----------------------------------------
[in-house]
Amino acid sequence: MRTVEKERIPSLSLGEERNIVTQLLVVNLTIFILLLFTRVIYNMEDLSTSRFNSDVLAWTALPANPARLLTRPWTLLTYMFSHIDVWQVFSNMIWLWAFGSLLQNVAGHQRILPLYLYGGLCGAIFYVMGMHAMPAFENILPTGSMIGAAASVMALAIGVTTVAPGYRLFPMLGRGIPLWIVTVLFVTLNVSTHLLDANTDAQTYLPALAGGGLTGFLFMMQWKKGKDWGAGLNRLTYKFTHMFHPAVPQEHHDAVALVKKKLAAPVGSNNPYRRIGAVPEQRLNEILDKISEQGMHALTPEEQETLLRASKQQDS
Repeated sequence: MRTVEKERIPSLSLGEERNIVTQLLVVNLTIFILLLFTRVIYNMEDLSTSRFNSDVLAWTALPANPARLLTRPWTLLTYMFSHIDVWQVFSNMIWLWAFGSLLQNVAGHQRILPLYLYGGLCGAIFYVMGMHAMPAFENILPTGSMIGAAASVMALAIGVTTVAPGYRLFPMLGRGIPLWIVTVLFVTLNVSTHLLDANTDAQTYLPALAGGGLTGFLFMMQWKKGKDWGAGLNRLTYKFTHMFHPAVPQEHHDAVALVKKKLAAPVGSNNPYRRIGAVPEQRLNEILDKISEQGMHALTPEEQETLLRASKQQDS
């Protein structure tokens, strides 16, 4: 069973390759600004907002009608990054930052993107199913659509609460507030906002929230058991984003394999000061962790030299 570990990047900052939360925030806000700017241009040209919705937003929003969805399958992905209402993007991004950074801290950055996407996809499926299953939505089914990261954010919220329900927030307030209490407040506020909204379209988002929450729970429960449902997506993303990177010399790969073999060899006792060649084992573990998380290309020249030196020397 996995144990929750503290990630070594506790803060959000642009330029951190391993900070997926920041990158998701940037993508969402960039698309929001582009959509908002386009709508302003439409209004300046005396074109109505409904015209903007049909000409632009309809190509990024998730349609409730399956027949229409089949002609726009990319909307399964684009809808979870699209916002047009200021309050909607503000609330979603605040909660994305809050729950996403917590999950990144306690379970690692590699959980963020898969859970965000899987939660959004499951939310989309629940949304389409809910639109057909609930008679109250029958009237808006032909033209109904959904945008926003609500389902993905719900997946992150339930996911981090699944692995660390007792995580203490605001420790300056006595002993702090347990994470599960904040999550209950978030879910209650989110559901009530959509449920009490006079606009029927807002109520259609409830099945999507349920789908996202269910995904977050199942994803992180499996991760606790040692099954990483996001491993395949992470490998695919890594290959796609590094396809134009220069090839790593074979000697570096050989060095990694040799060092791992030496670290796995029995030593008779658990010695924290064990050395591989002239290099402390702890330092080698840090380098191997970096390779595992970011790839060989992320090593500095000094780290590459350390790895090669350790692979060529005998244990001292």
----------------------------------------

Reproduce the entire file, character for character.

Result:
[in-house]
Amino acid sequence: MRTVEKERIPSLSLGEERNIVTQLLVVNLTIFILLLFTRVIYNMEDLSTSRFNSDVLAWTALPANPARLLTRPWTLLTYMFSHIDVWQVFSNMIWLWAFGSLLQNVAGHQRILPLYLYGGLCGAIFYVMGMHAMPAFENILPTGSMIGAAASVMALAIGVTTVAPGYRLFPMLGRGIPLWIVTVLFVTLNVSTHLLDANTDAQTYLPALAGGGLTGFLFMMQWKKGKDWGAGLNRLTYKFTHMFHPAVPQEHHDAVALVKKKLAAPVGSNNPYRRIGAVPEQRLNEILDKISEQGMHALTPEEQETLLRASKQQDS
Repeated sequence: MRTVEKERIPSLSLGEERNIVTQLLVVNLTIFILLLFTRVIYNMEDLSTSRFNSDVLAWTALPANPARLLTRPWTLLTYMFSHIDVWQVFSNMIWLWAFGSLLQNVAGHQRILPLYLYGGLCGAIFYVMGMHAMPAFENILPTGSMIGAAASVMALAIGVTTVAPGYRLFPMLGRGIPLWIVTVLFVTLNVSTHLLDANTDAQTYLPALAGGGLTGFLFMMQWKKGKDWGAGLNRLTYKFTHMFHPAVPQEHHDAVALVKKKLAAPVGSNNPYRRIGAVPEQRLNEILDKISEQGMHALTPEEQETLLRASKQQDS
């Protein structure tokens, strides 16, 4: 069973390759600004907002009608990054930052993107199913659509609460507030906002929230058991984003394999000061962790030299 570990990047900052939360925030806000700017241009040209919705937003929003969805399958992905209402993007991004950074801290950055996407996809499926299953939505089914990261954010919220329900927030307030209490407040506020909204379209988002929450729970429960449902997506993303990177010399790969073999060899006792060649084992573990998380290309020249030196020397 996995144990929750503290990630070594506790803060959000642009330029951190391993900070997926920041990158998701940037993508969402960039698309929001582009959509908002386009709508302003439409209004300046005396074109109505409904015209903007049909000409632009309809190509990024998730349609409730399956027949229409089949002609726009990319909307399964684009809808979870699209916002047009200021309050909607503000609330979603605040909660994305809050729950996403917590999950990144306690379970690692590699959980963020898969859970965000899987939660959004499951939310989309629940949304389409809910639109057909609930008679109250029958009237808006032909033209109904959904945008926003609500389902993905719900997946992150339930996911981090699944692995660390007792995580203490605001420790300056006595002993702090347990994470599960904040999550209950978030879910209650989110559901009530959509449920009490006079606009029927807002109520259609409830099945999507349920789908996202269910995904977050199942994803992180499996991760606790040692099954990483996001491993395949992470490998695919890594290959796609590094396809134009220069090839790593074979000697570096050989060095990694040799060092791992030496670290796995029995030593008779658990010695924290064990050395591989002239290099402390702890330092080698840090380098191997970096390779595992970011790839060989992320090593500095000094780290590459350390790895090669350790692979060529005998244990001292």